My 11-year-old son has a painless, dome-shaped, dark gray mole on his forearm. What could be the probable diagnosis?

Q. What could be the reason for a painless, dome-shaped, dark gray mole on the forearm of my 11-year-old son?

Answered by
Dr. Sandhya Narayanan Kutty
and medically reviewed by Dr. K Shobana
This is a premium question & answer published on Oct 13, 2022 and last reviewed on: Sep 22, 2023

Hello doctor,

My son is 11 years old, and I recently noticed a dome-shaped mole on his forearm. It is painless and dark gray in color. I am a little worried about this. Kindly help. Thank you.



Welcome to

I read your query and understand your concern. As per the image (attachment removed to protect the patient's identity) and history provided, your child may be having molluscum contagiosum. It is a viral infection most common among children and appears as round, dome-shaped, fluid-filled vesicles that are slightly pearly white, pink to purple colored or white, or flesh-colored with a small central depression or a dip in the middle. They are most often not accompanied by any symptoms and are harmless. They usually do not require any treatment and will go on their own with time which is called self-limiting. My suggestions are the following. (Consult a specialist doctor, talk with them, and take medications with their consent.) Apply topical Zinc oxide cream twice daily on the affected area creams to lessen their appearance. Take Multivitamin syrup one teaspoon daily for one month. I would advise you to consult a dermatologist in person for a close inspection and examination of your child's rashes for early diagnosis and intervention in the form of manual removal. Do not worry; with timely diagnosis and intervention, it will subside. Kindly follow up in case of further queries. Thank you.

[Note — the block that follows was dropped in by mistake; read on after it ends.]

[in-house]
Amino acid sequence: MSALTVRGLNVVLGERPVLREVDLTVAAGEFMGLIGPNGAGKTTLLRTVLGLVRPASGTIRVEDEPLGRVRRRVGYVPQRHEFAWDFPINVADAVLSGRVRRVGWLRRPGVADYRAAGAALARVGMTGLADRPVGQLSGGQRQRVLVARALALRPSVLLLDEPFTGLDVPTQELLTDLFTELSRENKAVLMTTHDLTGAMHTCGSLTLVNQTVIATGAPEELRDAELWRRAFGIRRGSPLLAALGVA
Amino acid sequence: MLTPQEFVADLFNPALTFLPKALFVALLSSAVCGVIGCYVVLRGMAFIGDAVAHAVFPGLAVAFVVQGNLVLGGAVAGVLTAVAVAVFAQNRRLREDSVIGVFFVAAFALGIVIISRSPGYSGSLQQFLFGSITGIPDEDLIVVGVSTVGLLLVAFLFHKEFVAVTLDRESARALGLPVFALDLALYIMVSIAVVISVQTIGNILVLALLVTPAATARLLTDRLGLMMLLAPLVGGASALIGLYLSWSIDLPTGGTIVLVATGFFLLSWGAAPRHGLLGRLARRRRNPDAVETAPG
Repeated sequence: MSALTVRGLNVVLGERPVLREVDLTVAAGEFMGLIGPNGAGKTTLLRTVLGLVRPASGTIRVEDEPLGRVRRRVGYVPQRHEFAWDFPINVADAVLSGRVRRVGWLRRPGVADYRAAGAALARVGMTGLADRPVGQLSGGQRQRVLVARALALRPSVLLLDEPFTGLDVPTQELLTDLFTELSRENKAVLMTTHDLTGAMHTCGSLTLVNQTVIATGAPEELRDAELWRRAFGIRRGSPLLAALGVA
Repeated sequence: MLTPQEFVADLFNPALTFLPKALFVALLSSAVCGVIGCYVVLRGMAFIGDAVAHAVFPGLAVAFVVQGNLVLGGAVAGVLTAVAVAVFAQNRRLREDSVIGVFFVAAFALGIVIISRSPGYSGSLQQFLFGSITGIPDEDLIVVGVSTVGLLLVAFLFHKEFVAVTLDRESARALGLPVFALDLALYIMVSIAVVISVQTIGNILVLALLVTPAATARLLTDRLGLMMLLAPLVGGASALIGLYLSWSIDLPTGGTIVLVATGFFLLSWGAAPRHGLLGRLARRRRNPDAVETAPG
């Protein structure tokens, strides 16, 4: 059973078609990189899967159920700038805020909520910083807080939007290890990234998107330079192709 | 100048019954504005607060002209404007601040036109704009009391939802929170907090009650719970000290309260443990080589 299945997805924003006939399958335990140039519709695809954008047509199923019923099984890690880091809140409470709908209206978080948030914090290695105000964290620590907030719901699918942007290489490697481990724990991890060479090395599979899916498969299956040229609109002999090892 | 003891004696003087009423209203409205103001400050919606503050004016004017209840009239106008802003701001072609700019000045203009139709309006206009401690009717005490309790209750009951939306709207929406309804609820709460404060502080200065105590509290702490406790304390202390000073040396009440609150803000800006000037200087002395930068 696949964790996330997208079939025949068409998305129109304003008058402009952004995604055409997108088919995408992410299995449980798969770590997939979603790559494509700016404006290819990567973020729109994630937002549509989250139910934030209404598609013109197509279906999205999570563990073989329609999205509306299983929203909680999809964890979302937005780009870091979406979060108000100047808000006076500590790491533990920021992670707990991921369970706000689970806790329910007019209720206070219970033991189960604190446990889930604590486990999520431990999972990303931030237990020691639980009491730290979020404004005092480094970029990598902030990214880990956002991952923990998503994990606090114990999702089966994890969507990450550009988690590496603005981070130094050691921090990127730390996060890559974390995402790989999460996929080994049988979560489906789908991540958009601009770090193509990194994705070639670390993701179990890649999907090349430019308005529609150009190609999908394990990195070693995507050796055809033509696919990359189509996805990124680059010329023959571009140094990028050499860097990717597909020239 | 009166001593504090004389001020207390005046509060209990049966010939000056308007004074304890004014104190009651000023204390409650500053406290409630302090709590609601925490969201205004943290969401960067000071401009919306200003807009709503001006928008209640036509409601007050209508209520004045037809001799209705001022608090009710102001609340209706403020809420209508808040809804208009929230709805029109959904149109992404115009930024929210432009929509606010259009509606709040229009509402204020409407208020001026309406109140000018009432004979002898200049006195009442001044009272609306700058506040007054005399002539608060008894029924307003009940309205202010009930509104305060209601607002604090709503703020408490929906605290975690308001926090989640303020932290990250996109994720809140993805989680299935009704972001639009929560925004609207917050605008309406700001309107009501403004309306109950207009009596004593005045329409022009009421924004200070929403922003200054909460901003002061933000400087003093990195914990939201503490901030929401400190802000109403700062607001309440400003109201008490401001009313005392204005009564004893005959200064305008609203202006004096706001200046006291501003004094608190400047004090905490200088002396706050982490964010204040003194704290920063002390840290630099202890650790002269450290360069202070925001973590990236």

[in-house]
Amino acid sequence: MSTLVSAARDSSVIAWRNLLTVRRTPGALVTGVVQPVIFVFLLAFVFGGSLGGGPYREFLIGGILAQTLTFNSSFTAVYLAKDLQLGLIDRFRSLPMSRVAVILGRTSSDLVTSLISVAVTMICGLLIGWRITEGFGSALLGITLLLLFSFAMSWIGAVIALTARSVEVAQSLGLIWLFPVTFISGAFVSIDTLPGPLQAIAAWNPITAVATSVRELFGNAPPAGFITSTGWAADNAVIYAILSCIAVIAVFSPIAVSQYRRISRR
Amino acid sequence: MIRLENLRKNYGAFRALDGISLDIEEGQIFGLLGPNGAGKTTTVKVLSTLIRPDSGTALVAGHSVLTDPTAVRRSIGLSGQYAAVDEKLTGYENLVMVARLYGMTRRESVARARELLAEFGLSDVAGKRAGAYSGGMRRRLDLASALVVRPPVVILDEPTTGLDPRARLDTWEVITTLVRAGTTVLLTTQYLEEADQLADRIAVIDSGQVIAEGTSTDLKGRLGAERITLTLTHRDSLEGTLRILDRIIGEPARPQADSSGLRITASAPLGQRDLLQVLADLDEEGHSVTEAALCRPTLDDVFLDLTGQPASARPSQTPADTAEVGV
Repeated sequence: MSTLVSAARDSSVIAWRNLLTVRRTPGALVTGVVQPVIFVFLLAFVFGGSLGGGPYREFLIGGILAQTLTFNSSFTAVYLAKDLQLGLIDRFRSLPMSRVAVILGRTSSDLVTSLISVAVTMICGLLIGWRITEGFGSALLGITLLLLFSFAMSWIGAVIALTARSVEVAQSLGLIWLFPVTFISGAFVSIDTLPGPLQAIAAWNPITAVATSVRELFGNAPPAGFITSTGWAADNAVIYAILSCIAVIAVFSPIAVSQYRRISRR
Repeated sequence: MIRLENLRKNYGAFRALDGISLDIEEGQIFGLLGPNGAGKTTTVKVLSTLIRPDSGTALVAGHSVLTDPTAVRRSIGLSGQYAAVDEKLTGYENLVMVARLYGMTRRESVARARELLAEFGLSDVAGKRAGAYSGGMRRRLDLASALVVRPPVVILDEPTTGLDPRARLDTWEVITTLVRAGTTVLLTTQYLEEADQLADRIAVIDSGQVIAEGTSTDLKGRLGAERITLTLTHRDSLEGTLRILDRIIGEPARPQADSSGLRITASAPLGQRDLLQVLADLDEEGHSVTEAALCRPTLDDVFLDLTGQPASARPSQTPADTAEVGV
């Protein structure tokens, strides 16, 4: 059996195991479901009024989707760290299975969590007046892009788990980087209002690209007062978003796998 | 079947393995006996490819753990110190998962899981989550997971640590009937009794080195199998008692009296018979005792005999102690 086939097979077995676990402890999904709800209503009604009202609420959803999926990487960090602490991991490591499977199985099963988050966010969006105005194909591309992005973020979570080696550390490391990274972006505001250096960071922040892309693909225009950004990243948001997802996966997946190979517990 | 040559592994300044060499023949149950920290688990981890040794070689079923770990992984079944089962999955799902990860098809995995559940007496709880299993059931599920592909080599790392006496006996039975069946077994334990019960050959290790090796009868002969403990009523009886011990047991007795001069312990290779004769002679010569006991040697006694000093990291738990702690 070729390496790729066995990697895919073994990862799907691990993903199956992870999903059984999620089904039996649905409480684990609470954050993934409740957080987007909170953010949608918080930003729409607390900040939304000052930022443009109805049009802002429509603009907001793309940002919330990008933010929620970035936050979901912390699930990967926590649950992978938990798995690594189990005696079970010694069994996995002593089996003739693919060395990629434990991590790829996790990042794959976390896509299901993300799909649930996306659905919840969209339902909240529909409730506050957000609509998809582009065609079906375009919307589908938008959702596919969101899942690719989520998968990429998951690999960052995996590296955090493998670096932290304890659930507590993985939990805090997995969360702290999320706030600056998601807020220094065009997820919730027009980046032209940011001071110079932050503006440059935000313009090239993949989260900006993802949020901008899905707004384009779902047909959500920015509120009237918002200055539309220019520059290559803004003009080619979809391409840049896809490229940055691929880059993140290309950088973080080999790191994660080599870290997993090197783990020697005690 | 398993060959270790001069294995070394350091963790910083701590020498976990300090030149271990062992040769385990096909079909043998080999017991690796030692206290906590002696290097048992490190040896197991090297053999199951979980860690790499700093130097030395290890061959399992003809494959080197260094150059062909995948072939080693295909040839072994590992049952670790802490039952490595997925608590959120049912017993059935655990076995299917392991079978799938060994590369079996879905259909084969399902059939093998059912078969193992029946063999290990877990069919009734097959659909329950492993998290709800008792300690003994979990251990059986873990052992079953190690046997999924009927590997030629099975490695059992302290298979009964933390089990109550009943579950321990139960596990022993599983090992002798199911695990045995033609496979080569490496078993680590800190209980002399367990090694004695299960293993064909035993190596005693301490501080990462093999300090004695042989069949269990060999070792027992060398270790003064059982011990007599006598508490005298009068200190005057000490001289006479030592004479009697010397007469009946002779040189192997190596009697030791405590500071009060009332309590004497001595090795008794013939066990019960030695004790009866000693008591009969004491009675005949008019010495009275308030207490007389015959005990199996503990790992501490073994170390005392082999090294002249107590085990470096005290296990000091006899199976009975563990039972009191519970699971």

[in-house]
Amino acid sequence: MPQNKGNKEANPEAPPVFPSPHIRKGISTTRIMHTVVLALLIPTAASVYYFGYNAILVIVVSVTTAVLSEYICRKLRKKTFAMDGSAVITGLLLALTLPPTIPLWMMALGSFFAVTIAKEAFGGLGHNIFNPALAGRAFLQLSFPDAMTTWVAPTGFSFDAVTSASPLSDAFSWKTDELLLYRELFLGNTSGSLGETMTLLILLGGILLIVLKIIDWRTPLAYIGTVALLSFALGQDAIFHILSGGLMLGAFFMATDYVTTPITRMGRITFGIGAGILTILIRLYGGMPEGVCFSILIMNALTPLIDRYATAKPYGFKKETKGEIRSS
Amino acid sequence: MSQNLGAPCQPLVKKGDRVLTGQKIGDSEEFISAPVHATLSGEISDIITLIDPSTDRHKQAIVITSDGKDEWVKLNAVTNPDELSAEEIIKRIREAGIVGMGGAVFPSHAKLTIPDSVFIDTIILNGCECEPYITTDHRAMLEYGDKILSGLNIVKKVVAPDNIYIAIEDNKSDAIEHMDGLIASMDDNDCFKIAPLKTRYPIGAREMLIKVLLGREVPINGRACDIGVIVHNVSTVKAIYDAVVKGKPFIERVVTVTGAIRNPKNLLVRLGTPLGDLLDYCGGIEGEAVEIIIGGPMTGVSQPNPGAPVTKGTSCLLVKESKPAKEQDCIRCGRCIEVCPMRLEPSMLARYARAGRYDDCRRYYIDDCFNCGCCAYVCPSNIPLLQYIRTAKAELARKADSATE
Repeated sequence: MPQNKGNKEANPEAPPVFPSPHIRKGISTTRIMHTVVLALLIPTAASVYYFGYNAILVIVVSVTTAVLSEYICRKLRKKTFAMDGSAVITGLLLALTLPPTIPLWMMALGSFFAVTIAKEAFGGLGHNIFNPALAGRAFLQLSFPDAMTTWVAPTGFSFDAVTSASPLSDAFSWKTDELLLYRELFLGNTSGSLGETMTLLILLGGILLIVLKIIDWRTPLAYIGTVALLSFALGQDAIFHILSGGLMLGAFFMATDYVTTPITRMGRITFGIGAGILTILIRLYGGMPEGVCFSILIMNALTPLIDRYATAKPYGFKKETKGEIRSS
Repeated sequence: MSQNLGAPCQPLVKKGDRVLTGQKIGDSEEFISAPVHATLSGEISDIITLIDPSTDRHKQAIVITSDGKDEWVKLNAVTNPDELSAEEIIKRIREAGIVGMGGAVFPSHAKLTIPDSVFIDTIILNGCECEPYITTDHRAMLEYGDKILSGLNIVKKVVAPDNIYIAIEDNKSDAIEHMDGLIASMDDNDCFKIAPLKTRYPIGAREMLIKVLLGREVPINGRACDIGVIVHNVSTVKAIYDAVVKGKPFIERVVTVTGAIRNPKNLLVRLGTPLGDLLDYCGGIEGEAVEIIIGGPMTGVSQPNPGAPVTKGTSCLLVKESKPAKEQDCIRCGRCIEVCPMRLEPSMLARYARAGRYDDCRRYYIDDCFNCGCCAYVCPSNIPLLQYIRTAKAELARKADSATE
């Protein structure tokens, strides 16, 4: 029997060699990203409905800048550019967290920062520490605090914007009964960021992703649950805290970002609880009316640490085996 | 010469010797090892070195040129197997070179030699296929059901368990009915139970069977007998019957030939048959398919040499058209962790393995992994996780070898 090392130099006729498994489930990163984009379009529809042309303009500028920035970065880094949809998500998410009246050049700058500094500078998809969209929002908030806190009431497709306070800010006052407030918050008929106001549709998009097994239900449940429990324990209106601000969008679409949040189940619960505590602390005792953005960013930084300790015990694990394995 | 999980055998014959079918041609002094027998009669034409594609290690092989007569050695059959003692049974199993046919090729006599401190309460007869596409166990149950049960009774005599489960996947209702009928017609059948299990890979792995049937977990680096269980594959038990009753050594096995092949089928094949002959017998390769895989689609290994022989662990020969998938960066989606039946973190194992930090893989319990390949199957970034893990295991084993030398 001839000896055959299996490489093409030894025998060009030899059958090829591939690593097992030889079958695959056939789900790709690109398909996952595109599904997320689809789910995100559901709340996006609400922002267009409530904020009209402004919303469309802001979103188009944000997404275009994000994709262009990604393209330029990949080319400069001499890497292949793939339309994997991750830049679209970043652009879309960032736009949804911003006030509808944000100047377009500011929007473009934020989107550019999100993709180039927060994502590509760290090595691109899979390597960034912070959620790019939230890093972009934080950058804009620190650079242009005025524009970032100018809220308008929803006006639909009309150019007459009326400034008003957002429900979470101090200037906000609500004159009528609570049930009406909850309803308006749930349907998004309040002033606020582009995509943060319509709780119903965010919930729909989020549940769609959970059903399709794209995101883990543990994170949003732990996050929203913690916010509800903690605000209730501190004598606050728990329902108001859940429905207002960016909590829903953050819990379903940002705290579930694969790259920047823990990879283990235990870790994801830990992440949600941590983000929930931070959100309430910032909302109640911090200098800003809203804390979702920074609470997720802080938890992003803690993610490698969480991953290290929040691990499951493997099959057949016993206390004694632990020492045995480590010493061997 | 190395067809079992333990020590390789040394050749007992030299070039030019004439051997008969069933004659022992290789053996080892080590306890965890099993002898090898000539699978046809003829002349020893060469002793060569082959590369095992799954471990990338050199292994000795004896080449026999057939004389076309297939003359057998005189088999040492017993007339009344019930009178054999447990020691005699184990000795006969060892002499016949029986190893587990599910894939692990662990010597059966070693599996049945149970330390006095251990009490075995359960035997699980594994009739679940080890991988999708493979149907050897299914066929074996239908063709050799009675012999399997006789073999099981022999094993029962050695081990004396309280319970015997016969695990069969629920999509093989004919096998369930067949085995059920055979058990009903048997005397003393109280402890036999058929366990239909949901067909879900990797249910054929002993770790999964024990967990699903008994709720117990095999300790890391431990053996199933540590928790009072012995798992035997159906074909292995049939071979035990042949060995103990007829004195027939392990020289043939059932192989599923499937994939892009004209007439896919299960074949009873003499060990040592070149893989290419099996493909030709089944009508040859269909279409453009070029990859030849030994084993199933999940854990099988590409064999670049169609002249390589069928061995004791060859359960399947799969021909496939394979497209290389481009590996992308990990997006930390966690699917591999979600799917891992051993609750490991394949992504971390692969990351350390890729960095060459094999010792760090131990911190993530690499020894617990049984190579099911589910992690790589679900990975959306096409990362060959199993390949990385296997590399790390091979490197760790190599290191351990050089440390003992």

Hello doctor,

Thank you for your response. The lesion looks hard, and there is no fluid inside. Please check the latest images attached. Thank you.



Welcome back to

I have reviewed the images you attached (attachment removed to protect the patient's identity) and it appears to be molluscum contagiosum only. Molluscum contagiosum is mostly asymptomatic and is usually firm to hard on touch consisting of a cheesy material expressing out or may also consist of pus or fluid. However, the contents are not expressed at home because they are contagious and are usually done by a professional. To rule out other conditions, including angioma or moles (another differential diagnosis), in-person consultation with a dermatologist is advised as the lesion may be biopsied for histology examination to know the contents of the lesion and to reach a confirmatory diagnosis. Since your child is young, it would be advised to have the lesion examined. I hope I was helpful to you. Thank you.

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